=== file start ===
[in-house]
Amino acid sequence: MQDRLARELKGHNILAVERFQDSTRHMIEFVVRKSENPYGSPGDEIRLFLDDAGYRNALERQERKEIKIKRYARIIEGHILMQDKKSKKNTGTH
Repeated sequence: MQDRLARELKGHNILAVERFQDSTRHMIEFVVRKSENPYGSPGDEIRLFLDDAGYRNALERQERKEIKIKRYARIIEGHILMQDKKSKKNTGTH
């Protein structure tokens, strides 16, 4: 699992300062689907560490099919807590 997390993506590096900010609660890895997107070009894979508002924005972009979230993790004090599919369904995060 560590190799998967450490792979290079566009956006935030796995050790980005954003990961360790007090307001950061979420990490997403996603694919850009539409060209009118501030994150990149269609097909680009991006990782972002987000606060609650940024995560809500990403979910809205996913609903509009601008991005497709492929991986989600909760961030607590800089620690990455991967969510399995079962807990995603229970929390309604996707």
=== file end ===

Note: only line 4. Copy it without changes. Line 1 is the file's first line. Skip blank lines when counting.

């Protein structure tokens, strides 16, 4: 699992300062689907560490099919807590 997390993506590096900010609660890895997107070009894979508002924005972009979230993790004090599919369904995060 560590190799998967450490792979290079566009956006935030796995050790980005954003990961360790007090307001950061979420990490997403996603694919850009539409060209009118501030994150990149269609097909680009991006990782972002987000606060609650940024995560809500990403979910809205996913609903509009601008991005497709492929991986989600909760961030607590800089620690990455991967969510399995079962807990995603229970929390309604996707």